South African National Defense Force Puts Best Foot Forward in War on AIDS Pandemic
August 12, 2005
Since 2003, when Defense Minister Mosiuoa Lekota revealed that at least 23 percent of South African National Defense Force personnel were HIV-positive, the Military Health Service (MHS) has made sure all infected SANDF staff have antiretroviral drugs access. Many SANDF members are at risk -- young, sexually active, away from home, pressured by peers, and feel invincible -- and their deployment abroad in peacekeeping missions on the African continent makes them an important target group for HIV prevention and treatment.
MHS launched Project Phidisa (Heal) in 2003, in collaboration with the US departments of Defense and Health and Human Services and senior military officers from other African nations. Soldiers are not required to take HIV tests, but those who volunteer for testing, and their partners, receive support at the state's expense. Nonetheless, only 2,000 SANDF members have participated.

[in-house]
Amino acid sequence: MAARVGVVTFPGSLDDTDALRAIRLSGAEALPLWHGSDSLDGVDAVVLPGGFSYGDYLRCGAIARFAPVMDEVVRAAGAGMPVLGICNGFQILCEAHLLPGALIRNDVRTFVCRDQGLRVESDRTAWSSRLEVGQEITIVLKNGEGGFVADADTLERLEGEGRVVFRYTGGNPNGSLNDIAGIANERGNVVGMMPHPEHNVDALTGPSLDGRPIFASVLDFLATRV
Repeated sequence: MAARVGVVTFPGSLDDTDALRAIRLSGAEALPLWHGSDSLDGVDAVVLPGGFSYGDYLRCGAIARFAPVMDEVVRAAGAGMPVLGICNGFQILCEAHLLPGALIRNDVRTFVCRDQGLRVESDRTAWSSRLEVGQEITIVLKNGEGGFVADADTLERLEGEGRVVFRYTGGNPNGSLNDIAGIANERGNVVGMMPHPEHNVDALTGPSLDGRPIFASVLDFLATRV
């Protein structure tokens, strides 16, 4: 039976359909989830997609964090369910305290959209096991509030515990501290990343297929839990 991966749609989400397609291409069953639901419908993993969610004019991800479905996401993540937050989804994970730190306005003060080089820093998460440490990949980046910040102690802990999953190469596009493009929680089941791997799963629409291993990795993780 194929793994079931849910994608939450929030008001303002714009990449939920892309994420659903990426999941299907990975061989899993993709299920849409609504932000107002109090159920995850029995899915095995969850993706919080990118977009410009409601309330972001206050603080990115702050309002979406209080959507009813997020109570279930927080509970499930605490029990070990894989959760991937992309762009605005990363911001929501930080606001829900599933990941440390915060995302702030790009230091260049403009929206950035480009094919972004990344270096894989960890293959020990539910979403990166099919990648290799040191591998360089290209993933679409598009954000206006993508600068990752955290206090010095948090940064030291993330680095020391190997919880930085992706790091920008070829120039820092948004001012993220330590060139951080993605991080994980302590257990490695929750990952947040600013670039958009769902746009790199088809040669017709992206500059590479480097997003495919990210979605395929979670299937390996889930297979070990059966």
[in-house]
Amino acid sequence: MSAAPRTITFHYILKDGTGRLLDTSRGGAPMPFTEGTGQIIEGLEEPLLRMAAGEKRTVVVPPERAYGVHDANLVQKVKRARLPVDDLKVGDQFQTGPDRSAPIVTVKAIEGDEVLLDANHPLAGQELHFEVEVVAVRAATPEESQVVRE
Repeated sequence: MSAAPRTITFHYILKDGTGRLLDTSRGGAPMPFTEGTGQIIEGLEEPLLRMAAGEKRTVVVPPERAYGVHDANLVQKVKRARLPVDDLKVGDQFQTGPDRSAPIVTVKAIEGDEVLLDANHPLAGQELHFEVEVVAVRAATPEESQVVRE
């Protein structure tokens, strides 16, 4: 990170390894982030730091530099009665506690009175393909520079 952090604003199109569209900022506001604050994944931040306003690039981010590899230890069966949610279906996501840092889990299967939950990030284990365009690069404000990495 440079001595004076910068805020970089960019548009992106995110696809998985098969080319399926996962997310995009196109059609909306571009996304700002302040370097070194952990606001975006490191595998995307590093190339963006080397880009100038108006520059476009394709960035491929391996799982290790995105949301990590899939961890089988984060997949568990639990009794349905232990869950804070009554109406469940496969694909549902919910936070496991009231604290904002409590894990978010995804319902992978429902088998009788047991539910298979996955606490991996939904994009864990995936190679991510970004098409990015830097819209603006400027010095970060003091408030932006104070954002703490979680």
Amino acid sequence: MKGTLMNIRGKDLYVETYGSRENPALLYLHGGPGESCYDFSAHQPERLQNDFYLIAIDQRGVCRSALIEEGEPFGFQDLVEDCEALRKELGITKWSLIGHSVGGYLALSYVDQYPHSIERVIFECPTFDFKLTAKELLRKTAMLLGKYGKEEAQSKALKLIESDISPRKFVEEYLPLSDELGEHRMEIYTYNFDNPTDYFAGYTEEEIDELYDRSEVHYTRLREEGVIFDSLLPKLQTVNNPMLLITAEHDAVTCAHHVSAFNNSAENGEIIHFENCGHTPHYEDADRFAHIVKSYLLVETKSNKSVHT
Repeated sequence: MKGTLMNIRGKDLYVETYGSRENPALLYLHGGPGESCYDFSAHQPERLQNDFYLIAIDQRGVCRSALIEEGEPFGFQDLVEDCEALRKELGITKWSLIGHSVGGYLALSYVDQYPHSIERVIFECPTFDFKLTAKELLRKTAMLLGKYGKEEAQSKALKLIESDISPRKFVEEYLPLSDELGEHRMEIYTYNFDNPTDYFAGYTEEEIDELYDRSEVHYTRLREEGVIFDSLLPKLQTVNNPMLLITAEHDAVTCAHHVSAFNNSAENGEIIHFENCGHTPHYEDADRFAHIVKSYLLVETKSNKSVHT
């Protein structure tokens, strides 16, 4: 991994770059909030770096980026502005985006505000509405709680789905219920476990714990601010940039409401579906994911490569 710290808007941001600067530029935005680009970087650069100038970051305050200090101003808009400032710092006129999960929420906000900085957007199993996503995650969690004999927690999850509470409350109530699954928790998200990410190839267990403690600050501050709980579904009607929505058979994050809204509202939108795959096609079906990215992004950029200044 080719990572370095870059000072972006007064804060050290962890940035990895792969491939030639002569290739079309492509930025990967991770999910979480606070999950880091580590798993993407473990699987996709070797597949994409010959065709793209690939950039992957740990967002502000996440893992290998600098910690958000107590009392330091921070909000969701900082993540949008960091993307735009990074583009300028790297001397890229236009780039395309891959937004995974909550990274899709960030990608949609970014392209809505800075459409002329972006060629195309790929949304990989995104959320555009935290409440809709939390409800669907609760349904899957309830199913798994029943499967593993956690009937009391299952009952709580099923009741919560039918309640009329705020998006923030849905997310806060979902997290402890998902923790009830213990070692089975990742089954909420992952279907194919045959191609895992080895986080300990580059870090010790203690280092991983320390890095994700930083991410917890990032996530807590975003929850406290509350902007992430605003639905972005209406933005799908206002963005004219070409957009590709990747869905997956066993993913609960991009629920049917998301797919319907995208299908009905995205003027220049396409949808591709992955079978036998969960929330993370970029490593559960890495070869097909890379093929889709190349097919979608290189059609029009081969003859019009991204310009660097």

Three Phidisa clinics operate in the country and one more will open Aug. 15. They will serve as bases for medical and public health research, with SANDF using the clinics to address "other health issues of critical importance for military force preparedness and that can be of wider relevance to the South African health services," said Deputy Defense Minister Mluleki George, addressing the third annual Phidisa conference in Cape Town last week.
Business Day (South Africa)
08.10.2005; Hopewell Radebe
This article was provided by CDC National Prevention Information Network. It is a part of the publication CDC HIV/Hepatitis/STD/TB Prevention News Update.